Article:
What do I do if my Higher results don't go well?

Ultimately, if you really want to do medicine, you will find a way to do it. There are many paths which lead to the degree, it’s just about finding the one that’s right for you.

Last year, 94.4% of our Applican students nationwide received at least one offer for Medicine.

We specialise in advising students on how to shape their application strategically.

First off - DO NOT PANIC! Understandably, everyone gets worried about their exam results and the impact they may have on applying to medical school. I will never forget the sleepless nights before results day with worrying about what the text from the SQA would say, so I can completely empathise with all of you. However, I survived results day and I’ve got a few tips to share with you so you can survive it too!

 

1)  Your application isn’t all about your grades

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While it might be great to get a clean sweep of As, just remember that your medical school application consists of so many more elements than just what you achieved in your exams. You can make up quite a bit for a slip-up grade in your UCAT and SJT, the way you craft your personal statement and even in how you perform in the interviews. 

The best way to give yourself a chance is to look at how different universities grade each aspect of your application, and apply to the ones where you can score highly in other sections. For many universities, if you can get to the interview stage, the next decision maker for them will be how you come across on the day. By that point, the thing that will differentiate you from all the other candidates won’t be your grades, but will be your communication skills and knowledge about the world of medicine. 

Our Applican course is perfect for helping you tailor your application to the correct universities and gives you a head start for interview preparation. Click here to see where the course nearest to you is!

2)  Gap years are great!

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 If I had a pound for every time I heard someone in my year at uni say that taking a gap year was the best thing they ever did, then I could pay off my student loan right now! Taking a year out can allow you to gain so much experience of the health care sector which would look great on applications and allows you to experience what being a doctor might be like. While a lot of people may go abroad to work in hospitals in other parts of the world, staying in the UK is so valuable! There’s so many possibilities as to what you could do to gain both experience and earn money to help you through your time at uni. 

Working as a health care assistant on wards in the hospital would allow you to gain an essential insight into the work that goes on to provide holistic patient care on a daily basis- from chatting to patients about their lives, to helping them look after themselves while they get better and generally making their stay in hospital a more pleasant experience.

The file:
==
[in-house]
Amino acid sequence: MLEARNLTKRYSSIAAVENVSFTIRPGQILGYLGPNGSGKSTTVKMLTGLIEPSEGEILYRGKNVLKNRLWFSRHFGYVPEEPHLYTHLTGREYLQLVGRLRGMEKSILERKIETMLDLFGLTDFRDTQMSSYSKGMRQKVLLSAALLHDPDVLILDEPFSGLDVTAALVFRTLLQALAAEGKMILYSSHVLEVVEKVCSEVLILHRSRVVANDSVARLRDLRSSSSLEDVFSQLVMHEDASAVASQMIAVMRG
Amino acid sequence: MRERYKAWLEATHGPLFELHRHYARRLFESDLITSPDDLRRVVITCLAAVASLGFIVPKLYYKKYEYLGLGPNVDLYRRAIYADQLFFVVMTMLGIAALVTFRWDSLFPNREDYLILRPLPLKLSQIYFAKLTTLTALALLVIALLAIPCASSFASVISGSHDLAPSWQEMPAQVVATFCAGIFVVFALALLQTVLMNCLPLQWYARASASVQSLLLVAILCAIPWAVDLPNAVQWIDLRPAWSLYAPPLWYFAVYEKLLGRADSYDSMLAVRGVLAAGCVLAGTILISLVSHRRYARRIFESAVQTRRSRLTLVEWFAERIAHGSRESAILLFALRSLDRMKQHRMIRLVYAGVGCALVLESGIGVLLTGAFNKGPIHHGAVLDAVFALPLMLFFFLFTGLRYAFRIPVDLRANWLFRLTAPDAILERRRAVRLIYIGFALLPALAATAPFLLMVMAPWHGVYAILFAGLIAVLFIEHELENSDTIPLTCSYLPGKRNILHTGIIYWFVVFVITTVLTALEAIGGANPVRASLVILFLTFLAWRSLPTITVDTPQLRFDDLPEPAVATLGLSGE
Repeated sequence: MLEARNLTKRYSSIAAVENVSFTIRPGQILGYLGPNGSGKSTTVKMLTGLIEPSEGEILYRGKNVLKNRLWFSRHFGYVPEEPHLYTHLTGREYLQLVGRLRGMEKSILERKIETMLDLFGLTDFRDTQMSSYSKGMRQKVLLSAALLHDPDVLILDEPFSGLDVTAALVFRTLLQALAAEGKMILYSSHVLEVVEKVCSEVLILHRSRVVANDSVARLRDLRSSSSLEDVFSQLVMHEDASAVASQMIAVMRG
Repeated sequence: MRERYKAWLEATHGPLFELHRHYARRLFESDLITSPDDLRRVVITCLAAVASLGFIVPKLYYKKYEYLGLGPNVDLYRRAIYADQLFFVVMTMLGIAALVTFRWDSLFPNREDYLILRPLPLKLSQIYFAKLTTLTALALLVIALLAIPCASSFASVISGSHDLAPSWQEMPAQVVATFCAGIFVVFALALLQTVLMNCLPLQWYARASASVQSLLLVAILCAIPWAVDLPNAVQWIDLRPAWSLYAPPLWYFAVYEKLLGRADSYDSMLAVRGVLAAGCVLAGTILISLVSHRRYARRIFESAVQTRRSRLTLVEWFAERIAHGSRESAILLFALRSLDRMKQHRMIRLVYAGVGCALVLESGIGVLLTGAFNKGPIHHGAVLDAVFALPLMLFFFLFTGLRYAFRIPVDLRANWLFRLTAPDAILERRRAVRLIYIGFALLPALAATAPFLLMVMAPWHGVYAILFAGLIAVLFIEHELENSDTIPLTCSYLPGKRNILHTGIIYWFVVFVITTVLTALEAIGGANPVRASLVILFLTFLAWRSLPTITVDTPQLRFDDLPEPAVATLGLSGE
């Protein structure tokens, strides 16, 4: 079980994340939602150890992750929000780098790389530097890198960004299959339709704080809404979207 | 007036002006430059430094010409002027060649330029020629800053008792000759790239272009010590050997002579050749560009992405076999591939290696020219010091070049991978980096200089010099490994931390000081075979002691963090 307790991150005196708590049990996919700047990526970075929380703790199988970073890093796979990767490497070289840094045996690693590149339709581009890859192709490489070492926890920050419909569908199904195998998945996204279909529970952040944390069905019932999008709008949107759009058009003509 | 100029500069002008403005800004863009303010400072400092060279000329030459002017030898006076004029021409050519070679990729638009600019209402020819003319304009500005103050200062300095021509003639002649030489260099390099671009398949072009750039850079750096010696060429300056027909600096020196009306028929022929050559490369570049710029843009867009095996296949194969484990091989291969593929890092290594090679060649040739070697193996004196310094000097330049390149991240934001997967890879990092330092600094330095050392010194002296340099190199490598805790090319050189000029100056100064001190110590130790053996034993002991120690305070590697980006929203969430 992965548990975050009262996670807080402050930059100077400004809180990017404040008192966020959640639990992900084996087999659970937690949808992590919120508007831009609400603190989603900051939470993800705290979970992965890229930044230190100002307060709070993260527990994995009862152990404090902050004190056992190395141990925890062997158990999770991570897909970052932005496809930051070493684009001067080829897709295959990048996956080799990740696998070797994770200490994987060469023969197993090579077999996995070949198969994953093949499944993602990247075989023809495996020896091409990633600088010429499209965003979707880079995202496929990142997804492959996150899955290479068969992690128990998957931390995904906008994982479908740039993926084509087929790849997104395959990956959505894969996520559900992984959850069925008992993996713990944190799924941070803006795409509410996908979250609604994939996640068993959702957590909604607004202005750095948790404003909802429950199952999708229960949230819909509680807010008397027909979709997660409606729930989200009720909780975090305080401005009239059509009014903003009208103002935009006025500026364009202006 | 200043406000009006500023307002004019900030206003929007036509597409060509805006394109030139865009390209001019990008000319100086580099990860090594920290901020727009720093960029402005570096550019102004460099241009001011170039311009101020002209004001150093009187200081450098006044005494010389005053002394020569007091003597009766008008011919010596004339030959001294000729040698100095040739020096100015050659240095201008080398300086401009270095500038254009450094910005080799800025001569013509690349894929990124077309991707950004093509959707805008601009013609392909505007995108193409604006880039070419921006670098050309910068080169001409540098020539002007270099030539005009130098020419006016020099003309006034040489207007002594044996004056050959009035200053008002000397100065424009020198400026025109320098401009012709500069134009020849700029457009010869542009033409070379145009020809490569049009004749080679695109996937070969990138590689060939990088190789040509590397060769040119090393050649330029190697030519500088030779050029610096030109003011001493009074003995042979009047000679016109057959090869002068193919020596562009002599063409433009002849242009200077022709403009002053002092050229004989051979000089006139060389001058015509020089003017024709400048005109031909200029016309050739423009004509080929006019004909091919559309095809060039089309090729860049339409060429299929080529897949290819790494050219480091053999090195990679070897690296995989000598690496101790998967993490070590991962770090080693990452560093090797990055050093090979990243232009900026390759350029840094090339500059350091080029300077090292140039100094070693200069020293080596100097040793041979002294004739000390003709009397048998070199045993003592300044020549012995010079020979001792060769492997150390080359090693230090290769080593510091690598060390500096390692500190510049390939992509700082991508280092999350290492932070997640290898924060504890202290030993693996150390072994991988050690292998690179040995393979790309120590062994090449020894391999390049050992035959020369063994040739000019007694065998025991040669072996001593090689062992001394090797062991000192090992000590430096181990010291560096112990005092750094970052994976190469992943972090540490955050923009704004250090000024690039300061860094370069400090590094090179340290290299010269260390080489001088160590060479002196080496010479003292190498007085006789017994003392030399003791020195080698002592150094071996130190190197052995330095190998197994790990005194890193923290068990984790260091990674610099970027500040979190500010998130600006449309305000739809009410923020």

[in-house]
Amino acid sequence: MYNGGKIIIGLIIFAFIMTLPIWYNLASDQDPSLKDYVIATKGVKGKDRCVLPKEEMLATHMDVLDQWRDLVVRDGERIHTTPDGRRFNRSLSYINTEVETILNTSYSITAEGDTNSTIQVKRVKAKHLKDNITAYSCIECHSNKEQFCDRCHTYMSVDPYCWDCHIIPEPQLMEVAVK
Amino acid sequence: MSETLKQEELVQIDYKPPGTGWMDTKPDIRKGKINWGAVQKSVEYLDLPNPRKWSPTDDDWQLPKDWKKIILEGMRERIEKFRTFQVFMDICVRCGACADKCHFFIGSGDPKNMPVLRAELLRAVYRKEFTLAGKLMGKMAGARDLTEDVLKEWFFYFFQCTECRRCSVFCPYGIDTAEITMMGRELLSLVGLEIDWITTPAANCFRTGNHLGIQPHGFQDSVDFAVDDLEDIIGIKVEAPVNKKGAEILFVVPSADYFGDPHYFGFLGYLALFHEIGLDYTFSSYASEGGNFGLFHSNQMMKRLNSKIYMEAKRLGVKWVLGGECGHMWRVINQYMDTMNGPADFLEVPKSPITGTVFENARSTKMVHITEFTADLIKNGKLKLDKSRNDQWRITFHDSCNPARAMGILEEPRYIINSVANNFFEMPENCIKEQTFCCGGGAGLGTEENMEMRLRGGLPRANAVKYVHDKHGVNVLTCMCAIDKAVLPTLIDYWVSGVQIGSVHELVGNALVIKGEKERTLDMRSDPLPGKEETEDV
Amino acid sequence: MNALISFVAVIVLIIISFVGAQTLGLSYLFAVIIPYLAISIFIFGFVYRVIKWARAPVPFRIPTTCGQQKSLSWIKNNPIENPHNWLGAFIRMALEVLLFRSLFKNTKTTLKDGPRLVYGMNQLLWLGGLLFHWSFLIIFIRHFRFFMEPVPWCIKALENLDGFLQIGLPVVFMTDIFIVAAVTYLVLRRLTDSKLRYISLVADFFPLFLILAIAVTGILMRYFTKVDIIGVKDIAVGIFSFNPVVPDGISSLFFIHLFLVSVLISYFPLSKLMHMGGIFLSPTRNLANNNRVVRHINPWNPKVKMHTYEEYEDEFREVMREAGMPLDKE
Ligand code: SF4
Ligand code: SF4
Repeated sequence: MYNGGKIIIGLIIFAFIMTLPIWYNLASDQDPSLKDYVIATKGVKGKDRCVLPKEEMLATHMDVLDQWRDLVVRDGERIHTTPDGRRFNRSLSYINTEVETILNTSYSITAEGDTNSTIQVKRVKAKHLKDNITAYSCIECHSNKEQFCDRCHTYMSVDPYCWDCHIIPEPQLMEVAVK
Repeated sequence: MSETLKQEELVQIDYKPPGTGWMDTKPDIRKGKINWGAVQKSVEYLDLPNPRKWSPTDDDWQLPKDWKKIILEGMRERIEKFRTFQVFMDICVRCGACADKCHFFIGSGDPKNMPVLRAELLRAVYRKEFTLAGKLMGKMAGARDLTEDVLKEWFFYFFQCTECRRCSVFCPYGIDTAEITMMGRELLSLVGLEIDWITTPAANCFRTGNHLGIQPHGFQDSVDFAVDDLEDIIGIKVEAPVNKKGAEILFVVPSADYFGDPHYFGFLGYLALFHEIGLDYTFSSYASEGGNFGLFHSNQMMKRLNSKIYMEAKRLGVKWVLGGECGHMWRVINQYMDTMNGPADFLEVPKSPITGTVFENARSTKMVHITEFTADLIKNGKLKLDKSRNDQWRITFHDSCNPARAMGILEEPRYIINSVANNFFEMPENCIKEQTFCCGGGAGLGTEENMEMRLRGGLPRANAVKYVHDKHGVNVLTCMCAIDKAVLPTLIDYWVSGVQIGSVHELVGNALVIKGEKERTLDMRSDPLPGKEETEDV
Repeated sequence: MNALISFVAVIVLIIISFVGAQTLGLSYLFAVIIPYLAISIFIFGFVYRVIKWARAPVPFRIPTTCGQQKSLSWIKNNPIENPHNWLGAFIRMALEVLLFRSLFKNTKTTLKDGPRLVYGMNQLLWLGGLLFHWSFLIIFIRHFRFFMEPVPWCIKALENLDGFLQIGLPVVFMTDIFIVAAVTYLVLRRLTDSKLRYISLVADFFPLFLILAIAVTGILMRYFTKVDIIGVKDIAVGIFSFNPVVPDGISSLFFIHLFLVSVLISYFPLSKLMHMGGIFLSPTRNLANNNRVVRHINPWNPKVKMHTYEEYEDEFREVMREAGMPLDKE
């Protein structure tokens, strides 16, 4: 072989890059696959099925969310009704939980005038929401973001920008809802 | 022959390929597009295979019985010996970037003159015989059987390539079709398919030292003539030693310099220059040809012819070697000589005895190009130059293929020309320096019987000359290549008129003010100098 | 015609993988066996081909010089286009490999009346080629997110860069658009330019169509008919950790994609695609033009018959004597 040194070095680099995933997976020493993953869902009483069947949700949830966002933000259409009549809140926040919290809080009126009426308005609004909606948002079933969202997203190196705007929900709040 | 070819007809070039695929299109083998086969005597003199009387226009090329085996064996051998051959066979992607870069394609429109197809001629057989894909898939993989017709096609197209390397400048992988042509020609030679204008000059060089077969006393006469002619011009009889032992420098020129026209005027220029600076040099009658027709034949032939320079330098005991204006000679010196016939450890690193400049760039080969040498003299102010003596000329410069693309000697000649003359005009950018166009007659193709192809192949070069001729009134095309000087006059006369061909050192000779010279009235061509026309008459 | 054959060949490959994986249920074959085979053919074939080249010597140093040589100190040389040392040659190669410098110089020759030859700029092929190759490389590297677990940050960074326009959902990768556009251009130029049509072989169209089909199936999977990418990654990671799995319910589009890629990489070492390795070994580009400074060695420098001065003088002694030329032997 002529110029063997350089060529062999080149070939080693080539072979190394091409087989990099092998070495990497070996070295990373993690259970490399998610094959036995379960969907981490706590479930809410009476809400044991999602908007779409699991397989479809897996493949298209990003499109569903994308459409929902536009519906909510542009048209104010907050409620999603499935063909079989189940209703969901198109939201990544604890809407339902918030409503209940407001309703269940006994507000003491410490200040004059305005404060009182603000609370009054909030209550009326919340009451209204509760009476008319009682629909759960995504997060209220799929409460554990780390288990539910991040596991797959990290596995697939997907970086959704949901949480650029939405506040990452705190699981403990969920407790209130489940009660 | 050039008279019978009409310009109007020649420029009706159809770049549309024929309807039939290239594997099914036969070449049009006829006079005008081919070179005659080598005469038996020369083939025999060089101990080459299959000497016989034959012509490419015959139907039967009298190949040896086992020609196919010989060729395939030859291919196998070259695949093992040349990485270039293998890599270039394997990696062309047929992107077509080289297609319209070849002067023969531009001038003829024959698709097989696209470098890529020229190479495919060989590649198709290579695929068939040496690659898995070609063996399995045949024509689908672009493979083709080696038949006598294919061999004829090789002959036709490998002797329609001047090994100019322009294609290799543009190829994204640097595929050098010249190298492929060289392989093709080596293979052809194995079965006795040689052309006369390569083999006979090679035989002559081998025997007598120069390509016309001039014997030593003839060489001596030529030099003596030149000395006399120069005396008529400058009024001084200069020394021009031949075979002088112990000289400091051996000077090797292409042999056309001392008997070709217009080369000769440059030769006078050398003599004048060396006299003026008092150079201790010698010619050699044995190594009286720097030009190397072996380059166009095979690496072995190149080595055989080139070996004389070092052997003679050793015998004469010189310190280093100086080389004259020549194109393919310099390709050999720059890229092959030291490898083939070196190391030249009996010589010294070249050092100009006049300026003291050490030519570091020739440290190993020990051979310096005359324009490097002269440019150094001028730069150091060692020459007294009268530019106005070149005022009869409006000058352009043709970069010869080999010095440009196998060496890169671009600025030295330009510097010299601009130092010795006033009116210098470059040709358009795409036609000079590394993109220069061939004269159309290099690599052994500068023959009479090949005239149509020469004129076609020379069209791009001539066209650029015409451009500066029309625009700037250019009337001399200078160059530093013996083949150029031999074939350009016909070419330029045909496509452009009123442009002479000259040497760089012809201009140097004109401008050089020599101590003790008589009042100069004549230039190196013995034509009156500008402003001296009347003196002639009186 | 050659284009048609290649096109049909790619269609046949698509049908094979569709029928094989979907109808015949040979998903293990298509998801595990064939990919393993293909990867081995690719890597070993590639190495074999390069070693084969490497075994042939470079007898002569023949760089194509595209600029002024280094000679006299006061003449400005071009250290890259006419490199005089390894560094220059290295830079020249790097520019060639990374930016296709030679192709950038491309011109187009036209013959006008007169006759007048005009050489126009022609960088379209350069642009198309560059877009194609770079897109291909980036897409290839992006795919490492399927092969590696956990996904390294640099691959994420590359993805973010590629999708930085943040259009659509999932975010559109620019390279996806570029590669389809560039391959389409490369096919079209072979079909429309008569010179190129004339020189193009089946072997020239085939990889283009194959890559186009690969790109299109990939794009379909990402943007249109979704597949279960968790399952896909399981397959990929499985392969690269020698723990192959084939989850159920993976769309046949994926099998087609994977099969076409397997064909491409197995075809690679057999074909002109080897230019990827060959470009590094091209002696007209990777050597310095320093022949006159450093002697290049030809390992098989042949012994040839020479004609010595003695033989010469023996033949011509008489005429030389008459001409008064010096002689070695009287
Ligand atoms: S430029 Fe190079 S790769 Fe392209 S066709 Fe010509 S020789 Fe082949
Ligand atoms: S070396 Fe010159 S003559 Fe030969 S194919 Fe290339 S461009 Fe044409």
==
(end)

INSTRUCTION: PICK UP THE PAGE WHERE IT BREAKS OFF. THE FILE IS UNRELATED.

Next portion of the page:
Another great opportunity would be to find a job working in a GP practice. Administrative work allows you to understand the day to day running of the NHS whilst training as a phlebotomist could give you a head start to learning the skills you get taught about in medical school. If you didn’t want to work in a health care environment in your year out, you could gain more experience through volunteering in the community or finding more work experience attachments to go to. The possibilities are endless!

 As cheesy as it may seem, taking a year out also allows you to learn about life as an adult instead of just being catapulted into it as a student (trust me- suddenly having to look after yourself can come as a shock!). Think about practicing skills such as cooking, budgeting your money and even figuring out how to work a washing machine (finding out how not to shrink clothes is harder than it seems…).

So if you don’t get in first time round, ace your Advanced Higher grades in 6thyear and then try again once you’ve had a year of amazing experiences!

3)  Post-graduate medicine!

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If you don’t fancy taking a year out or just want to keep learning, then doing a medical degree as a post-graduate may be the plan for you. Use your back-up option (I highly recommend using the 5thchoice on your UCAS form- you pay for it after all!) as an opportunity to go to university and see what life in higher education is like. Some universities offer an accelerated medical course if you already have a degree and some post-grads have told me that they felt going to medical school this way was easier as they were better equipped to plan their studies as they knew what worked best for them from their previous degree. Going from high school to university is completely different and learning to adapt your study skills can be difficult- so maybe this route would be the perfect one for you!